Martin Fejer Date: October 11, 2022 Time: 11– 2 pm Place: Davis Auditorium Host: Alex Gaeta
The combination of tight optical confinement, high-Q resonators, and dispersion engineering available in nonlinear nanophotonics based on third-order (X(3)) nonlinearities in material platforms like silicon nitride have been crucial for the development of contemporary photonics. Notable among these phenomena are soliton mode-locking, supercontinuum generation, and the formation of dissipative Kerr solitons, based on the Kerr-soliton family of solutions, which have had a major impact on metrology, spectroscopy, telecommunications, optical clockwork, and attoscience.
The past few years have seen the development of nanophotonic waveguides and resonators with second-order (χ(2)) nonlinearities, notably in thin-film lithium niobate (TFLN). These waveguides share many of the useful features of (χ(3)) platforms, combined with the diverse interactions possible with the strong χ(2) nonlinearity, and importantly, the availability of periodic patterning of the nonlinear susceptibility for quasi-phasematching (QPM). QPM frees dispersion engineering to focus on dispersion orders beyond phase mismatch, adding wavelength-flexible ultrabroadband operation capabilities. In this talk, I review recent results that utilize dispersion-engineered waveguides with χ(2) nonlinearities to access previously inaccessible operating regimes and energy scales. Examples include saturated second-harmonic generation with femtojoules (as opposed to picojoules) of pulse energy, parametric amplifiers that achieve saturated parametric fluorescence with picojoules (instead of nanojoules) of pulse energy, and new approaches to octave-spanning supercontinuum generation. QPM together with dispersion engineering is also useful in quantum regimes, for example for the generation of spectrally pure single-photon sources.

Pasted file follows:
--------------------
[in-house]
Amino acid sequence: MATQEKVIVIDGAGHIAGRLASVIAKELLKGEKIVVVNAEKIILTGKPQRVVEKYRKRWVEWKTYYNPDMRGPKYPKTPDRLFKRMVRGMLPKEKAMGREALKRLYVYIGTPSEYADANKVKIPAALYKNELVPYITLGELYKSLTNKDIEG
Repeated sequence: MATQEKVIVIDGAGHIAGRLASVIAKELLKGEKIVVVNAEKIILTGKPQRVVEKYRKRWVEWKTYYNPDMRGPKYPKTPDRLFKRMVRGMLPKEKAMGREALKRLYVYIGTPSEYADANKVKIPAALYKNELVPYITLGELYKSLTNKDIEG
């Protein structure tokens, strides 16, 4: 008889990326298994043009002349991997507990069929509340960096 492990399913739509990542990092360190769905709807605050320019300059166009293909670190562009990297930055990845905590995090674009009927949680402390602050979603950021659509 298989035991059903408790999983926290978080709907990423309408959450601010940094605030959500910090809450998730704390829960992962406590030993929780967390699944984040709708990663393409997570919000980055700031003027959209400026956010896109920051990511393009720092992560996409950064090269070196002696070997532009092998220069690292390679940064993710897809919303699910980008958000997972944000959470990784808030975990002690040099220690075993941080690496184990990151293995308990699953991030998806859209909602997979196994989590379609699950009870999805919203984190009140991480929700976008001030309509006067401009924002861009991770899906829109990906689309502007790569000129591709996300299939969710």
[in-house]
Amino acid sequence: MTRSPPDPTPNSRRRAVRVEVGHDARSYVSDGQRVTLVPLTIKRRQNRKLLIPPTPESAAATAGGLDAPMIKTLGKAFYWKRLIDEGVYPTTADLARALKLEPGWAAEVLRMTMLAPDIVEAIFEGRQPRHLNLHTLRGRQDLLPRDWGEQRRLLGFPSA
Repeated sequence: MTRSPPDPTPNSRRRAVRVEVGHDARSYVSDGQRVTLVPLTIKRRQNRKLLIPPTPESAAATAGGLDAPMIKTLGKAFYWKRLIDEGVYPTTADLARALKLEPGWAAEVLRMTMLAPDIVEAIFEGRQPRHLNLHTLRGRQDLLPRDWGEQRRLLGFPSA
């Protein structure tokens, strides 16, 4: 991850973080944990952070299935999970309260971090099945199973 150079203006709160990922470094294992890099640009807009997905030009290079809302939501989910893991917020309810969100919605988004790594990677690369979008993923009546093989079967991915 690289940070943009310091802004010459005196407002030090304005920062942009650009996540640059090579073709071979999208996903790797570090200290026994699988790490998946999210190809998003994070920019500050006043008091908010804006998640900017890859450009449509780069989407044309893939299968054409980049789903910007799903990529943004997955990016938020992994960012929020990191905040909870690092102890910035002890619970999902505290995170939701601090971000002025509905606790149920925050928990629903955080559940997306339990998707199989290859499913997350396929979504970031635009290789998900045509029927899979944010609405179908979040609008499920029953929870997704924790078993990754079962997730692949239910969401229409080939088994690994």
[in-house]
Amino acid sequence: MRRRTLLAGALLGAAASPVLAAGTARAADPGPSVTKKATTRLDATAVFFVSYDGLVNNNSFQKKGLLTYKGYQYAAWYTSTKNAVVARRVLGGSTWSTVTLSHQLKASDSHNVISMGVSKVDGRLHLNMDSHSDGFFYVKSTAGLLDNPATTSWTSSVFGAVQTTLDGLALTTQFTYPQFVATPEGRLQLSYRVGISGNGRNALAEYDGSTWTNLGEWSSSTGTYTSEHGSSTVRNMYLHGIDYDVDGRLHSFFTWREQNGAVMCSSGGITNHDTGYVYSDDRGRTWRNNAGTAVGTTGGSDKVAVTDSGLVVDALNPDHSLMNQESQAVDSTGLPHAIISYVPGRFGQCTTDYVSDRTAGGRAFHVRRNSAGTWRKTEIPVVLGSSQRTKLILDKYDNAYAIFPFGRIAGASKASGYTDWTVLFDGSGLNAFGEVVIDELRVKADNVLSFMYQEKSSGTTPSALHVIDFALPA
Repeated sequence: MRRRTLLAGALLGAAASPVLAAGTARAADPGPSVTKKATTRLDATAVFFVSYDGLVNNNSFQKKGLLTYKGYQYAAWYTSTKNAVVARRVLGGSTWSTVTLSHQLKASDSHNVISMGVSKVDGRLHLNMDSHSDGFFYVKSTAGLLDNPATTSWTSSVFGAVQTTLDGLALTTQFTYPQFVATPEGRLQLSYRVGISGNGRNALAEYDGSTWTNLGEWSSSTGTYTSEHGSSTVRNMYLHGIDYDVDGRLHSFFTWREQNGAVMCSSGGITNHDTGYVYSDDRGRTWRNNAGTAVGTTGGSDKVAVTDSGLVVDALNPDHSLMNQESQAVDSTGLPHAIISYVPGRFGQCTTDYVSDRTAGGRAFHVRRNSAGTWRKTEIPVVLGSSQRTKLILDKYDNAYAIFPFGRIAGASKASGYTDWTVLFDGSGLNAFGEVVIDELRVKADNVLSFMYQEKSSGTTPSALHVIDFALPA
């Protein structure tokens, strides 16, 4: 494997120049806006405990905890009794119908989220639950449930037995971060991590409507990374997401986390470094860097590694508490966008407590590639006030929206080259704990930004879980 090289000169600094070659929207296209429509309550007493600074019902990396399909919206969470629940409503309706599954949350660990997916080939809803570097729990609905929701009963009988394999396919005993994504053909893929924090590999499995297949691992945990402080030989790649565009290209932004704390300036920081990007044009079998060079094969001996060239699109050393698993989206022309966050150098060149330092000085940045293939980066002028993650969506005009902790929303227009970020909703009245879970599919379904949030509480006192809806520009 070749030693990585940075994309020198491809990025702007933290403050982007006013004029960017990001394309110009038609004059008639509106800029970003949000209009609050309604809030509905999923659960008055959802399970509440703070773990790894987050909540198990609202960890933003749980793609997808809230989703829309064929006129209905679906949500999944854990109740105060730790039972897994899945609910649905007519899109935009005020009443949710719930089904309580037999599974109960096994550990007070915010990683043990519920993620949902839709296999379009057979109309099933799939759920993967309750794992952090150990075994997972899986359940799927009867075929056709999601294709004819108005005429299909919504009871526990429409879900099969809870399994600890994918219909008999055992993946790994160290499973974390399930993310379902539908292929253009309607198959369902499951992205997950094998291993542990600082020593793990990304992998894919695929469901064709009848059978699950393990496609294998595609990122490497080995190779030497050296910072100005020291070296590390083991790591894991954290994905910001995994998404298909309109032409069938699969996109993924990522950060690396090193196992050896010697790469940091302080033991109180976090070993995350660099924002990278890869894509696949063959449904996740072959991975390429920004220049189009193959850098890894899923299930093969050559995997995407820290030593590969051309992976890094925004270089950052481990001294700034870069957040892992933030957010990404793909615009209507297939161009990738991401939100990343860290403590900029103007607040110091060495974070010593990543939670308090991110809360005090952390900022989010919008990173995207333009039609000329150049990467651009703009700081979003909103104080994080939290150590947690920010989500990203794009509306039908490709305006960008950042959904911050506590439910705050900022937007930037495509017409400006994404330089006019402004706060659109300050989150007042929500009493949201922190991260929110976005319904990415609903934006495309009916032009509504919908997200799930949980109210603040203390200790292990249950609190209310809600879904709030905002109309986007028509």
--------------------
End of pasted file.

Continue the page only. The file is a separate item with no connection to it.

The latter portion of this talk will discuss scaling laws for dispersion-engineered nonlinear devices and the prospects for realizing strong coupling, where a χ(2) microresonator achieves saturated single-photon nonlinear interactions.